4a. If the JVM doesn't support I/O interrupts, you can have it just support I/O exceptions. Closing a socket or file, while it is being used will also generate an exception.

or ...

5. You can support a combination of all of the above.
6. You can design the application to tolerate being hung for a bit, but will check flags prior to doing anything else when/if it comes back.

Henry
Henry Wong
author
Sheriff

Joined: Sep 28, 2004
Posts: 18875
    
  40

Saul Tocsin wrote:
To wax philosphic for a moment, the JVM has in some sense replaced the real OS. That is, it functions as a mediating and insulating layer between our Java progams and the kernel. But the kernel can always cancel one of its tasks. I have the sense that the JVM is deficient in this regard and that there really is no graceful solution to certain types of thread states.

So I am interested in hearing folks' thoughts about ways of handling this problem. I looked into creating the long-running task as a Future in the hope that its cancel() method might be of some help. But even here I sense some uncertainty, e.g., the docs say: "Attempts to cancel execution of this task. This attempt will fail if the task has already completed, has already been cancelled, or could not be cancelled for some other reason." (emphasis mine).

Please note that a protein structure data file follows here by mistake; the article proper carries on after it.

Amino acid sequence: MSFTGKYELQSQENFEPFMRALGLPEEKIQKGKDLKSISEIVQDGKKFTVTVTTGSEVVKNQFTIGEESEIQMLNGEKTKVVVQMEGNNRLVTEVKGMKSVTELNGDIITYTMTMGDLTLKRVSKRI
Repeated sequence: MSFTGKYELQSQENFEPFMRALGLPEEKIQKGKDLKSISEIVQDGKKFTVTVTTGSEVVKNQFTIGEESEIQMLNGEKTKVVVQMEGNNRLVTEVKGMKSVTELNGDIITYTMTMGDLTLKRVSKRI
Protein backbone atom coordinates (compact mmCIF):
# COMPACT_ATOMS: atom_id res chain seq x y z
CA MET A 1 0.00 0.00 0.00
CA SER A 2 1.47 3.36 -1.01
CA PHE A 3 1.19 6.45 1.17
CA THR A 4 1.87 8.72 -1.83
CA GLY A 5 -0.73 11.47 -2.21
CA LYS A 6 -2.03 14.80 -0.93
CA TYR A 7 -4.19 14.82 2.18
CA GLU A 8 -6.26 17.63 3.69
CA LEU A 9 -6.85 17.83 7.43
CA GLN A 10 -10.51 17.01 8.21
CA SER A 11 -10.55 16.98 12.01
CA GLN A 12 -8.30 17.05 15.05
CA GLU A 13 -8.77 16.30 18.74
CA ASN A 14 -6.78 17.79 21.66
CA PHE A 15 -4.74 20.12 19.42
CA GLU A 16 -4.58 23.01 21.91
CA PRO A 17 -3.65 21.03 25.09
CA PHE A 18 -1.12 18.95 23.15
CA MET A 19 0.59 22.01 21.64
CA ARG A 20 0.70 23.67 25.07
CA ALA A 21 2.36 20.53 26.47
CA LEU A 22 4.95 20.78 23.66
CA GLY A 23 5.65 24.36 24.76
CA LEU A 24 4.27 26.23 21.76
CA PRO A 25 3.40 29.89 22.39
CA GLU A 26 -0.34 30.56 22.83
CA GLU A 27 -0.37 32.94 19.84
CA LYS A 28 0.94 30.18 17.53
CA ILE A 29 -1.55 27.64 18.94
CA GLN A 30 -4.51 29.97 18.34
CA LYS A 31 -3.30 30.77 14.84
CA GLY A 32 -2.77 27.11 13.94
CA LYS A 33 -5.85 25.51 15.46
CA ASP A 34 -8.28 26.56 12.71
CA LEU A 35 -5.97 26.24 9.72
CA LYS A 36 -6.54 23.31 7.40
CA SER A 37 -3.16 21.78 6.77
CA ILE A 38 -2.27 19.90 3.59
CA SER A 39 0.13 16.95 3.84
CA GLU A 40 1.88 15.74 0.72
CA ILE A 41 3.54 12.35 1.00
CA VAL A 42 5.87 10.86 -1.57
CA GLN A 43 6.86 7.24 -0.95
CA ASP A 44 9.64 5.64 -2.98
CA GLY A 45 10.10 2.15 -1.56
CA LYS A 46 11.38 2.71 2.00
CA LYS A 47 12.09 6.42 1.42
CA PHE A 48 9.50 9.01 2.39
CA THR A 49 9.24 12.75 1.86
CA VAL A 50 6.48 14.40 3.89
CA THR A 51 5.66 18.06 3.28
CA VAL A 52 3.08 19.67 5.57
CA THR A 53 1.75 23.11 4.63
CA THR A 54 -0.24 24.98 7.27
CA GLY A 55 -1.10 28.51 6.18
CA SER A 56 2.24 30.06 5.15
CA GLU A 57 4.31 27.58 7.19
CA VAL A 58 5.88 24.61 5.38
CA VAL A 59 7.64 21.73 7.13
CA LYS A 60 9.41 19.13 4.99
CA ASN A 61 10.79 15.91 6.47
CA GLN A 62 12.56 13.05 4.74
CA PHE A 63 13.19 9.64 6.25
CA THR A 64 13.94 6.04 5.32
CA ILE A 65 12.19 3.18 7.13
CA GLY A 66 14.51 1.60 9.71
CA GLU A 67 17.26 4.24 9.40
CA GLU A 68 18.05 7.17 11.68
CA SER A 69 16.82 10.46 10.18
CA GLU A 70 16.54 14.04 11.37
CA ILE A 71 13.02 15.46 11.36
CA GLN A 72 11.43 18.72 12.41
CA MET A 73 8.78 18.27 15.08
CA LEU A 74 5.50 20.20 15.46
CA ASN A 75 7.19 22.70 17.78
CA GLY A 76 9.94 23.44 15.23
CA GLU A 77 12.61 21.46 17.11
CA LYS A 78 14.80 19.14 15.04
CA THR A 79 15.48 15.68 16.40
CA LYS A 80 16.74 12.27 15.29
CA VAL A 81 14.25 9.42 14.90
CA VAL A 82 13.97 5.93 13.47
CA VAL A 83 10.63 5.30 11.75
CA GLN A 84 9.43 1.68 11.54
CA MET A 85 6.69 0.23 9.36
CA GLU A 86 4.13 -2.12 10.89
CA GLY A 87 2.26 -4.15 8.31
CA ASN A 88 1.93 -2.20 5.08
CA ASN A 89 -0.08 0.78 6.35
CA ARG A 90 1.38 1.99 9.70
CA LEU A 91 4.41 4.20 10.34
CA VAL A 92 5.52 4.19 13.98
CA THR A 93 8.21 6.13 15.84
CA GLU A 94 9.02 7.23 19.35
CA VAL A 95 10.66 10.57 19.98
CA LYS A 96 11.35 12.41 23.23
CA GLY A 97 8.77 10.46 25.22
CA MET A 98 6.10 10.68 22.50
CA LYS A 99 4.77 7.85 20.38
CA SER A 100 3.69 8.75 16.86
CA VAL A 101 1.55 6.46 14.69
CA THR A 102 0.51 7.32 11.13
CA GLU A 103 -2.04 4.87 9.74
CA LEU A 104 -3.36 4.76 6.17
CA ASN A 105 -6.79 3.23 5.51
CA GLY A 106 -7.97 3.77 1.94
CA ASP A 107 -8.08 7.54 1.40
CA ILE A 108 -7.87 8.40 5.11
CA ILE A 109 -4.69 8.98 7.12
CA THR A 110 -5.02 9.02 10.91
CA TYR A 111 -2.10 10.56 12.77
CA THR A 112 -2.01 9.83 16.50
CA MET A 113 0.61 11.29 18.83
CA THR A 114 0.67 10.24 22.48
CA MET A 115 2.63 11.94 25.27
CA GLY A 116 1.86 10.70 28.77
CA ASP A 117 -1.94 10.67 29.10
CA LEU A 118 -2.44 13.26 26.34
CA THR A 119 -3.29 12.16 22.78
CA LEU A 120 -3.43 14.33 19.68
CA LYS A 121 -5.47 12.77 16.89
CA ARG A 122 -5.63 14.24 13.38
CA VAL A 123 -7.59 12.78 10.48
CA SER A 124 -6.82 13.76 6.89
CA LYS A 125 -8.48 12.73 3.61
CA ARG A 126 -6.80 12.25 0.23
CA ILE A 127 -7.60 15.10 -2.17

Not sure what you mean by "the kernel can always cancel one of its tasks". All the issues mentioned, like hung on I/O also applies at the OS layer, and the same techniques also needs to be used. Or do you mean something specific that hasn't been mentioned yet?

Henry
Saul Tocsin
Greenhorn